A hydrophobic gating mechanism for nanopores

Oliver Beckstein, Philip C. Biggin, Mark S.P. Sansom

Research output: Contribution to journalArticlepeer-review

267 Scopus citations


Water-filled pores of nanometer dimensions play important roles in chemistry and biology, e.g., as channels through biological membranes. Biological nanopores are frequently gated, i.e., they switch between an open and a closed state. In several ion channel structures the gate is formed by a ring of hydrophobic side chains that do not physically occlude the pore. Here we investigate whether a hydrophobic pore can act as a gate via molecular dynamics simulations of the passage of water through atomistic models of nanopores embedded within a membrane mimetic. Both the geometry of a nanopore and the hydrophilicity vs hydrophobicity of its lining determine whether water enters the channel. For purely hydrophobic pores there is an abrupt transition from a closed state (no water in the pore cavity) to an open state (cavity water at approximately bulk density) once a critical pore radius is exceeded. This critical radius depends on the length of the pore and the radius of the mouth region. Furthermore, a closed hydrophobic nanopore can be opened by adding dipoles to its lining.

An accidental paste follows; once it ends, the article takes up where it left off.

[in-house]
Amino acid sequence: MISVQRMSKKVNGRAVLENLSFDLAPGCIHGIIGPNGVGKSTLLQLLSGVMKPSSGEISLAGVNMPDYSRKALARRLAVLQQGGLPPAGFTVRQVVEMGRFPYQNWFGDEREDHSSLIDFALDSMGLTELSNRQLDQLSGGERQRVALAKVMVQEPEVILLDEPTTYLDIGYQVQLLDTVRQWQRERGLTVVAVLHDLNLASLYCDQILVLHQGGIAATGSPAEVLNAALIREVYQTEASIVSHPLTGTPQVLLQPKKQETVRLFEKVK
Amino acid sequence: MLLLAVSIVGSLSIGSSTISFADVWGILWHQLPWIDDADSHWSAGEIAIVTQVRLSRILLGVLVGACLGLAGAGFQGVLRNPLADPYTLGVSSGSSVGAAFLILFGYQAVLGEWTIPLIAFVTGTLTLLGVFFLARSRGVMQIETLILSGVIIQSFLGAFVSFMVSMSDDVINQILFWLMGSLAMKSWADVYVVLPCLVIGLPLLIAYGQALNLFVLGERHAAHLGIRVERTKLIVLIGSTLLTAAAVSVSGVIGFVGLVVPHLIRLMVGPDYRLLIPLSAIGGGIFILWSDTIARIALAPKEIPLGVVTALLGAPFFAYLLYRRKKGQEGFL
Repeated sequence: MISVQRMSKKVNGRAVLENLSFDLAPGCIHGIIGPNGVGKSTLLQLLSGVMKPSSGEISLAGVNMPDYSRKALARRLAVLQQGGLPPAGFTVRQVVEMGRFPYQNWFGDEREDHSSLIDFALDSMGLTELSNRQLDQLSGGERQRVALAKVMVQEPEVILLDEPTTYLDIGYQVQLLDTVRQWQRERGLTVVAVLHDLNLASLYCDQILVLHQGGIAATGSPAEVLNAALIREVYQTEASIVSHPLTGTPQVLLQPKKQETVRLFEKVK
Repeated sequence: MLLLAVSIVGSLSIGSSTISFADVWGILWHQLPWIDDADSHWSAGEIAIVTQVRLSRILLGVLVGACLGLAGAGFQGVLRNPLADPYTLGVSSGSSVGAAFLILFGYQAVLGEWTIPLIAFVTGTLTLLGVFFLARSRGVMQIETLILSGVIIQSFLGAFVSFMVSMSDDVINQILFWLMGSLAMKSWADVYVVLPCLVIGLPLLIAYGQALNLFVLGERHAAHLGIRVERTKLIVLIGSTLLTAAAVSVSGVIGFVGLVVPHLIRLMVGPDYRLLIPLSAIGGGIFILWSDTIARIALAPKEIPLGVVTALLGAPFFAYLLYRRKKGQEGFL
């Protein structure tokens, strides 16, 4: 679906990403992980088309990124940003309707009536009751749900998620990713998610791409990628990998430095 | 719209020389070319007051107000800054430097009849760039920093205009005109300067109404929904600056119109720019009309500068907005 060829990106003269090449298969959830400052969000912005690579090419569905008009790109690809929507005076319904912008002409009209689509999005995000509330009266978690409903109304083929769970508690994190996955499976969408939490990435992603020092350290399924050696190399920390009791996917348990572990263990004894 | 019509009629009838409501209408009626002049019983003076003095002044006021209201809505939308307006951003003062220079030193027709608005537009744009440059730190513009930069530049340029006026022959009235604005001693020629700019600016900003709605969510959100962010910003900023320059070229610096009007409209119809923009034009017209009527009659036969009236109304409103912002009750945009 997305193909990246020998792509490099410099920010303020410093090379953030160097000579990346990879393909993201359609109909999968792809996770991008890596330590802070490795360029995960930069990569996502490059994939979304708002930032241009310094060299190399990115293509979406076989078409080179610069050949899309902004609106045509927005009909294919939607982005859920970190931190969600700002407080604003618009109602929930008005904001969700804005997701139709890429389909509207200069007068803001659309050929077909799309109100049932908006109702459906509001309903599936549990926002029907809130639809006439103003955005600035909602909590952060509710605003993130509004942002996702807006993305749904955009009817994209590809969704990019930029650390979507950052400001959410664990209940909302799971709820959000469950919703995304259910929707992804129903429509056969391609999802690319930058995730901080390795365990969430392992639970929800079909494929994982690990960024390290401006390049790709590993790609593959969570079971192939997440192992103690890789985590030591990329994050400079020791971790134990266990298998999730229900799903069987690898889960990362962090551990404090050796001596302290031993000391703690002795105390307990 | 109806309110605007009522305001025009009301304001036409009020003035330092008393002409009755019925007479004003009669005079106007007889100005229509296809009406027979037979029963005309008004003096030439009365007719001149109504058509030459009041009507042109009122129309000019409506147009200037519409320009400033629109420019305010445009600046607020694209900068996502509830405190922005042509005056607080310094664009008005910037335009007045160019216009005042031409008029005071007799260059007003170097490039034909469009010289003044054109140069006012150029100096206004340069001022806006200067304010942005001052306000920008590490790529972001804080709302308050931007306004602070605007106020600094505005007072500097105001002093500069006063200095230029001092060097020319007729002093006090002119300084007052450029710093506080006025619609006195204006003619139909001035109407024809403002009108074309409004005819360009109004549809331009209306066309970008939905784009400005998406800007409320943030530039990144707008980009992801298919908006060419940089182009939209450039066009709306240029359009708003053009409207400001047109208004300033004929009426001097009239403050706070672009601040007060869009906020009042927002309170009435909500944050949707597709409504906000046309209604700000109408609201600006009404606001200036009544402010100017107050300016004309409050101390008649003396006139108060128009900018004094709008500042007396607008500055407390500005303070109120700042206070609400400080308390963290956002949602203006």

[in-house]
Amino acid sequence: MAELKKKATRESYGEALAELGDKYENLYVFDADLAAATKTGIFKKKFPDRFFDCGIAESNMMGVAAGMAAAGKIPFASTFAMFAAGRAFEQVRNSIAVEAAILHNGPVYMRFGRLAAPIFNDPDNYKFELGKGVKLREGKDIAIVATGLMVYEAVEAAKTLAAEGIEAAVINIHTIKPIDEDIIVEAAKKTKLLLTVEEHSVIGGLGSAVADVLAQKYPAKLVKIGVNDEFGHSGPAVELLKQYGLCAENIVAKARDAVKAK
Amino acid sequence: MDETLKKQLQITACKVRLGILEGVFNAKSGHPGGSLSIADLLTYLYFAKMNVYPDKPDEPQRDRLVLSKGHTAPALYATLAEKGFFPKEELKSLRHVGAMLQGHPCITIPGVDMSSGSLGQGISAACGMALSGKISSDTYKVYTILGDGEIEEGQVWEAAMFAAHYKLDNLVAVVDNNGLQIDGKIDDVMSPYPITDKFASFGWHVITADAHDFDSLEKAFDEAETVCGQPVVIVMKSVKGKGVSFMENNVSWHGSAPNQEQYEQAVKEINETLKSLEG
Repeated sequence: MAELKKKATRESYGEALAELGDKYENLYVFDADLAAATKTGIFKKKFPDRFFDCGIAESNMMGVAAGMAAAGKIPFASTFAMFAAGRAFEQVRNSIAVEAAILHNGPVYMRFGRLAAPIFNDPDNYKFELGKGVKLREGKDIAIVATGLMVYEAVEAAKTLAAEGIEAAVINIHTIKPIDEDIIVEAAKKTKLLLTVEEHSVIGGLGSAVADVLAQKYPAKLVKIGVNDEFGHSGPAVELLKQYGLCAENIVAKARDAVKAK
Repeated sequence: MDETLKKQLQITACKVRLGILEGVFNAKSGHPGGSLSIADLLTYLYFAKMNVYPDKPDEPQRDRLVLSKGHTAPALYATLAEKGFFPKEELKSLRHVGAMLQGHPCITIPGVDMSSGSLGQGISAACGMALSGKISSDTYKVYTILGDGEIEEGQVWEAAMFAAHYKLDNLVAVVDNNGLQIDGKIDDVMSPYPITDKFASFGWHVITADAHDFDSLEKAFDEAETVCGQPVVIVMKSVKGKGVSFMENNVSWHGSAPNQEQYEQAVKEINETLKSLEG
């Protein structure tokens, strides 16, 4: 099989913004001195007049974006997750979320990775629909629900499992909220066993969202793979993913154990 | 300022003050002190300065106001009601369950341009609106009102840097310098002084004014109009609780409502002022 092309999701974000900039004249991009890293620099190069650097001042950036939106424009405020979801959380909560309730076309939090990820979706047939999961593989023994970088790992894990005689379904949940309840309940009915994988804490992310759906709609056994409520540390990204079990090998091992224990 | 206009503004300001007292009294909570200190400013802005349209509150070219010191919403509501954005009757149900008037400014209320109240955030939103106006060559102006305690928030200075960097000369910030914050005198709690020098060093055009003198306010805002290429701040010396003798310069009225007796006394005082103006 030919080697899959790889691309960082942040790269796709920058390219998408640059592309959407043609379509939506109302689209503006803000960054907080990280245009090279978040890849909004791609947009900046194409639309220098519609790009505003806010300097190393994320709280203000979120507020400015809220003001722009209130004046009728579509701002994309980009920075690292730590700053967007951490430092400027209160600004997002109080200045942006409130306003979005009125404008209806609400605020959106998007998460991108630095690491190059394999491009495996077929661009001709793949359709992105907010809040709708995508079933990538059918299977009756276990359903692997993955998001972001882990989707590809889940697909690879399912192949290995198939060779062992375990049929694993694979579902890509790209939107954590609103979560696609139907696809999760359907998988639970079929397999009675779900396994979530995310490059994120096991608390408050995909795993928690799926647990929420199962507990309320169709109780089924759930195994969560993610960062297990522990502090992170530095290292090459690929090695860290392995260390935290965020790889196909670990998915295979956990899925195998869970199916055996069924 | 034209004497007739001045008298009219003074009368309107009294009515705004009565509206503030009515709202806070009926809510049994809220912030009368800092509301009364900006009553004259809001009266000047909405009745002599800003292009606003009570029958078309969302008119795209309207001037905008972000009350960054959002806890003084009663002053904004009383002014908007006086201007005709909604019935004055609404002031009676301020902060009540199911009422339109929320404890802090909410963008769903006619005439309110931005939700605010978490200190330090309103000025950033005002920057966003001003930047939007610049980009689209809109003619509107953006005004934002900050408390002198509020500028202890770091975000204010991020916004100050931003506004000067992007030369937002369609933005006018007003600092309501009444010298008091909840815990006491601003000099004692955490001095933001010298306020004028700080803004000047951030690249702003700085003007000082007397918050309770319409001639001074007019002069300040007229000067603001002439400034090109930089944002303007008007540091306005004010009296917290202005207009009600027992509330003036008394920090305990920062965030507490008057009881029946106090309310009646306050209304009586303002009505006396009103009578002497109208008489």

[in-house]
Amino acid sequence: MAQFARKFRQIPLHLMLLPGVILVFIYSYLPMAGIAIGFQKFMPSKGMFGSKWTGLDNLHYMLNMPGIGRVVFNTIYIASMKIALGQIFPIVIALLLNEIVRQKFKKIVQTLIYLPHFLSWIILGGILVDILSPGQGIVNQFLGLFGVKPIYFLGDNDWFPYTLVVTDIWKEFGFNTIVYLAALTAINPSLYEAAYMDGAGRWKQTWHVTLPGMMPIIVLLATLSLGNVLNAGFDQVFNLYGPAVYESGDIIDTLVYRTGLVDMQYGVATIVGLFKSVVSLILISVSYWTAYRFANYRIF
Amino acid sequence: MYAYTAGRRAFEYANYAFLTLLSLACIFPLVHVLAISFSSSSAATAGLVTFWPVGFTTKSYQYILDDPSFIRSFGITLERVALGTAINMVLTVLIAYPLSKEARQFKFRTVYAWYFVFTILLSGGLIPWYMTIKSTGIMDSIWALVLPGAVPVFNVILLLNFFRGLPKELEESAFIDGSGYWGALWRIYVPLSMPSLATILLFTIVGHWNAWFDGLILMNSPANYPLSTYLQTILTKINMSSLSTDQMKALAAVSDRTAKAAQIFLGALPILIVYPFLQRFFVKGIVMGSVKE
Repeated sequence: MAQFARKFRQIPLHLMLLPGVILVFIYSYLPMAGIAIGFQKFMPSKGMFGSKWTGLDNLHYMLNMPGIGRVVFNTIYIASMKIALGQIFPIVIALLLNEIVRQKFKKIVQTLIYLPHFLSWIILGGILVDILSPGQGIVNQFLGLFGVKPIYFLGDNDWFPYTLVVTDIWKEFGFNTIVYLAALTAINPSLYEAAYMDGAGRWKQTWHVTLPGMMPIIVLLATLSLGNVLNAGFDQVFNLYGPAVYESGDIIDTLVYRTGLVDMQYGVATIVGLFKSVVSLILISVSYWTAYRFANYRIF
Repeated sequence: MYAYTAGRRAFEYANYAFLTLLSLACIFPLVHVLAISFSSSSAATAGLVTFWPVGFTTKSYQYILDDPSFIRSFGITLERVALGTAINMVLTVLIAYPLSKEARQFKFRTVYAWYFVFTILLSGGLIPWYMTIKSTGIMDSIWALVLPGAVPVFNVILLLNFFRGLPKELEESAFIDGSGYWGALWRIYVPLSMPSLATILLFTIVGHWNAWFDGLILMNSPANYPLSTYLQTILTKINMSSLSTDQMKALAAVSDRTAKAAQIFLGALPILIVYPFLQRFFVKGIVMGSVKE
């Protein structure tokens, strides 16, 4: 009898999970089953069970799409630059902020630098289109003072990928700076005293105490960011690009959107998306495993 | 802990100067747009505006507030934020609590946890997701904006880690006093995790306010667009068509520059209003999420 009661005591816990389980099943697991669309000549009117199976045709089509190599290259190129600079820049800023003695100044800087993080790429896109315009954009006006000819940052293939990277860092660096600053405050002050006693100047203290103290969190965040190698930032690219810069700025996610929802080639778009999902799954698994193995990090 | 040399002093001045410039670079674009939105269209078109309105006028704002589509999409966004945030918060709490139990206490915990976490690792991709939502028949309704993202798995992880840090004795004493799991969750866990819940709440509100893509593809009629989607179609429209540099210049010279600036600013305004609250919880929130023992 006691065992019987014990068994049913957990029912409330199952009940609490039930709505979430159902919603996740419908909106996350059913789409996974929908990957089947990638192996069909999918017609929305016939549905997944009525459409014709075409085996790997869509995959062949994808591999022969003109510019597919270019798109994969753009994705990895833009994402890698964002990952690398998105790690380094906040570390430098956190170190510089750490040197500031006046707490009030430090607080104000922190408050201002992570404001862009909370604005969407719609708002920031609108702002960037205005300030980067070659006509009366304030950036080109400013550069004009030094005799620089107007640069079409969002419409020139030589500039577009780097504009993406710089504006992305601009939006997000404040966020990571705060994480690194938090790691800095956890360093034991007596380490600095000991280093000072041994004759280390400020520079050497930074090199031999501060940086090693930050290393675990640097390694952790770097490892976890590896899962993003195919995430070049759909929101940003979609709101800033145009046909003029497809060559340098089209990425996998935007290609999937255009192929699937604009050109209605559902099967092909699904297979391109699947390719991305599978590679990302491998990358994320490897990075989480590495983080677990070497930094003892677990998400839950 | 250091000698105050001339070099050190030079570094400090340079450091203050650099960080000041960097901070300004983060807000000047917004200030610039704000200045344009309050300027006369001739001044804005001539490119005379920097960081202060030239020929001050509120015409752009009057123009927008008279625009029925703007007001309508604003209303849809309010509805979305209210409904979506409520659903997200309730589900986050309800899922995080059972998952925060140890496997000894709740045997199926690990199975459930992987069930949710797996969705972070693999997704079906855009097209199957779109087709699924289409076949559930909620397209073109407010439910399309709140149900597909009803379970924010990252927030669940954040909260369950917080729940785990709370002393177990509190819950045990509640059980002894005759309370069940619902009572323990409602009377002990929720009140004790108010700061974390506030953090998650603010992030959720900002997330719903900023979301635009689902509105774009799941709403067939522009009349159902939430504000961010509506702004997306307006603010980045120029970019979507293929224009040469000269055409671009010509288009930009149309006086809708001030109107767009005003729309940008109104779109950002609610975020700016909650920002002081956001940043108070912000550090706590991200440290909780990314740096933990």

Original languageEnglish (US)
Pages (from-to)12902-12905
Number of pages4
JournalJournal of Physical Chemistry B
Issue number51
StatePublished - Dec 27 2001
Externally publishedYes

ASJC Scopus subject areas

  • Physical and Theoretical Chemistry
  • Surfaces, Coatings and Films
  • Materials Chemistry


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